Much of the sociolinguistic and stylistic variation which is of interest to linguists is phonetic in nature, but the access route to corpus data is typically via a textual transcription. This poses a significant problem for a researcher who wishes to access the original recordings of speech in order to analyse variation: how can they search for relevant data? Many transcription traditions allow for the representation of such variation through non-standard orthography, and such conventions should therefore allow access to data relevant to the study of variation. However, the specific conventions used vary between traditions (and indeed may not be applied consistently by individual transcribers). This then creates another problem where the researcher wishes to access data across an aggregated collection, which is a practical necessity given the relatively limited size of most corpora of spoken language. In this paper, we analyse the conventions used in two of the component collections in the Australian National Corpus, the Australian Radio Talkback Corpus and the Monash Corpus of Spoken English. On the basis of this analysis, we develop a fragment of an ontology which gives an explicit account of the phenomena related to non-standard pronunciation represented in the transcripts and which can therefore act as the basis for better searching of the collections and better access to relevant data for analysing sociolinguistic and stylistic variation.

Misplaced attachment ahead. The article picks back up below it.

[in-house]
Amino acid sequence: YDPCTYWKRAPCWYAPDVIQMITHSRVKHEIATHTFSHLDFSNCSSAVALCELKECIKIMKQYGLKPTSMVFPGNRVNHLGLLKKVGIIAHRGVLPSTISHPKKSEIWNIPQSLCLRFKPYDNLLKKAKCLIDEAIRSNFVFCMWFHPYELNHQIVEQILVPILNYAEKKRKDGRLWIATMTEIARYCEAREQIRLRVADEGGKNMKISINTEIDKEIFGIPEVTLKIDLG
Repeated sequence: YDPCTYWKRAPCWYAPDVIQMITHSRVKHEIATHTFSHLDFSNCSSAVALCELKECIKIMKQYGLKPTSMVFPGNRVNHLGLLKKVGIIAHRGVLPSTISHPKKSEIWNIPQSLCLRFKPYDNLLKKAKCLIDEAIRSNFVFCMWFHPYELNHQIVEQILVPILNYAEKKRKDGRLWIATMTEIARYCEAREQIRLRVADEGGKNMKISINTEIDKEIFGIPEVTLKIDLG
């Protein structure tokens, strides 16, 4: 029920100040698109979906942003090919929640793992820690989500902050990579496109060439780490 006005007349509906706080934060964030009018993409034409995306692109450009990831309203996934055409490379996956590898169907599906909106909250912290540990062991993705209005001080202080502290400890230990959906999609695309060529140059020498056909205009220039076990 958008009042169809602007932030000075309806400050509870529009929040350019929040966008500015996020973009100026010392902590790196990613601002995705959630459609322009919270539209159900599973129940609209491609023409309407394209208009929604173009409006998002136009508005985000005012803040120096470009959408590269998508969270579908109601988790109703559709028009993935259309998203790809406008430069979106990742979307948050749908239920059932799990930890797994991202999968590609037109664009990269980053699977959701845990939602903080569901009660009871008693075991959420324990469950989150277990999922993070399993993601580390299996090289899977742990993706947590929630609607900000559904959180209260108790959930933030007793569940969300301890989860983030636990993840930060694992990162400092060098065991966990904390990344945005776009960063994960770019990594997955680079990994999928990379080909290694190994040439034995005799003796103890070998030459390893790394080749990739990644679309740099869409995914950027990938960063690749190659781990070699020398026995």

Schalley, A. C., Musgrave, S., & Haugh, M. (2014). Accessing phonetic variation in spoken language corpora through non-standard orthography. Australian Journal of Linguistics, 34(1), 139 - 170. https://doi.org/10.1080/07268602.2014.875459